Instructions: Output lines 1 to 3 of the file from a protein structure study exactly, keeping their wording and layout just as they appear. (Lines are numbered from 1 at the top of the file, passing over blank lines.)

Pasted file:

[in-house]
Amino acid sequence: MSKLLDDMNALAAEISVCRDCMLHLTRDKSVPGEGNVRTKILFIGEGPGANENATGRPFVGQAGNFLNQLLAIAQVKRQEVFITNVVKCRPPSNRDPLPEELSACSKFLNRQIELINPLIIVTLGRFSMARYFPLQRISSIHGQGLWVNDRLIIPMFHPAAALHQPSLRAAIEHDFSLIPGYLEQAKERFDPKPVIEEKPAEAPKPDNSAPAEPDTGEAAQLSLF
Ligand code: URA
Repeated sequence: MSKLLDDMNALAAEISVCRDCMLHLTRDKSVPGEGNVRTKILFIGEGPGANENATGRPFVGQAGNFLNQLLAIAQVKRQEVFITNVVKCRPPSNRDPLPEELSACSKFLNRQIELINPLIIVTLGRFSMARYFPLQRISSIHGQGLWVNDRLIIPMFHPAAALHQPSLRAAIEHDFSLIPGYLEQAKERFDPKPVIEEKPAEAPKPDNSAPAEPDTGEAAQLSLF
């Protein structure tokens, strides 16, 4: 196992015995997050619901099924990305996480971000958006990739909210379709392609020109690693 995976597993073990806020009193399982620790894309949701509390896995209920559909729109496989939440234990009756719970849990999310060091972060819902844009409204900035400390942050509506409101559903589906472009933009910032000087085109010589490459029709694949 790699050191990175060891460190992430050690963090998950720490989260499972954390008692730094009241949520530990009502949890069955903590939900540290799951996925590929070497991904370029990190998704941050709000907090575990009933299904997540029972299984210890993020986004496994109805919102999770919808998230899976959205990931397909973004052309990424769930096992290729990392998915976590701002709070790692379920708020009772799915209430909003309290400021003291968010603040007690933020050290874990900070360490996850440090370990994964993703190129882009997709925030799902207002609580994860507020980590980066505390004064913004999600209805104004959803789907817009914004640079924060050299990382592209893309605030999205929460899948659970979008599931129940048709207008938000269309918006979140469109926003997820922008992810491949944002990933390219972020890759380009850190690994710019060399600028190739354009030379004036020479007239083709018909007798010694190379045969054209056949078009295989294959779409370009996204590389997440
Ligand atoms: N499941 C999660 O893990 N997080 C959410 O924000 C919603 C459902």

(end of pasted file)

[in-house]
Amino acid sequence: MSKLLDDMNALAAEISVCRDCMLHLTRDKSVPGEGNVRTKILFIGEGPGANENATGRPFVGQAGNFLNQLLAIAQVKRQEVFITNVVKCRPPSNRDPLPEELSACSKFLNRQIELINPLIIVTLGRFSMARYFPLQRISSIHGQGLWVNDRLIIPMFHPAAALHQPSLRAAIEHDFSLIPGYLEQAKERFDPKPVIEEKPAEAPKPDNSAPAEPDTGEAAQLSLF
Ligand code: URA